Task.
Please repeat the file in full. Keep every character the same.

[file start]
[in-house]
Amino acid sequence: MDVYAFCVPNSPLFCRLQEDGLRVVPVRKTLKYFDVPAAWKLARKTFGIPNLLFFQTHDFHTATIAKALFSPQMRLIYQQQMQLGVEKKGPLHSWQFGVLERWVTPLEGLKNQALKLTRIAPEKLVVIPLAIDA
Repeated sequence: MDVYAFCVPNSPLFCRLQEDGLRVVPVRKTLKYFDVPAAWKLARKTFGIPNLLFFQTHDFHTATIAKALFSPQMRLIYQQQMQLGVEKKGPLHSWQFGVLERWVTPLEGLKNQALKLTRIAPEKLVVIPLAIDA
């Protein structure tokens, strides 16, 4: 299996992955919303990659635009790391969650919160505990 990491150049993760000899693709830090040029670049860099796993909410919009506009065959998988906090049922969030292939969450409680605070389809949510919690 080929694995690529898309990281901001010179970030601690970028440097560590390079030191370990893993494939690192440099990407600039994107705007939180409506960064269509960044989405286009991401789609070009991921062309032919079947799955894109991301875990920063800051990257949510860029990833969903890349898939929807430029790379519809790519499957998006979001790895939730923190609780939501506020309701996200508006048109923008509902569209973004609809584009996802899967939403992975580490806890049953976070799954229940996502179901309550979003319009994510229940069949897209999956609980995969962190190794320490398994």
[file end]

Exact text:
[in-house]
Amino acid sequence: MDVYAFCVPNSPLFCRLQEDGLRVVPVRKTLKYFDVPAAWKLARKTFGIPNLLFFQTHDFHTATIAKALFSPQMRLIYQQQMQLGVEKKGPLHSWQFGVLERWVTPLEGLKNQALKLTRIAPEKLVVIPLAIDA
Repeated sequence: MDVYAFCVPNSPLFCRLQEDGLRVVPVRKTLKYFDVPAAWKLARKTFGIPNLLFFQTHDFHTATIAKALFSPQMRLIYQQQMQLGVEKKGPLHSWQFGVLERWVTPLEGLKNQALKLTRIAPEKLVVIPLAIDA
């Protein structure tokens, strides 16, 4: 299996992955919303990659635009790391969650919160505990 990491150049993760000899693709830090040029670049860099796993909410919009506009065959998988906090049922969030292939969450409680605070389809949510919690 080929694995690529898309990281901001010179970030601690970028440097560590390079030191370990893993494939690192440099990407600039994107705007939180409506960064269509960044989405286009991401789609070009991921062309032919079947799955894109991301875990920063800051990257949510860029990833969903890349898939929807430029790379519809790519499957998006979001790895939730923190609780939501506020309701996200508006048109923008509902569209973004609809584009996802899967939403992975580490806890049953976070799954229940996502179901309550979003319009994510229940069949897209999956609980995969962190190794320490398994």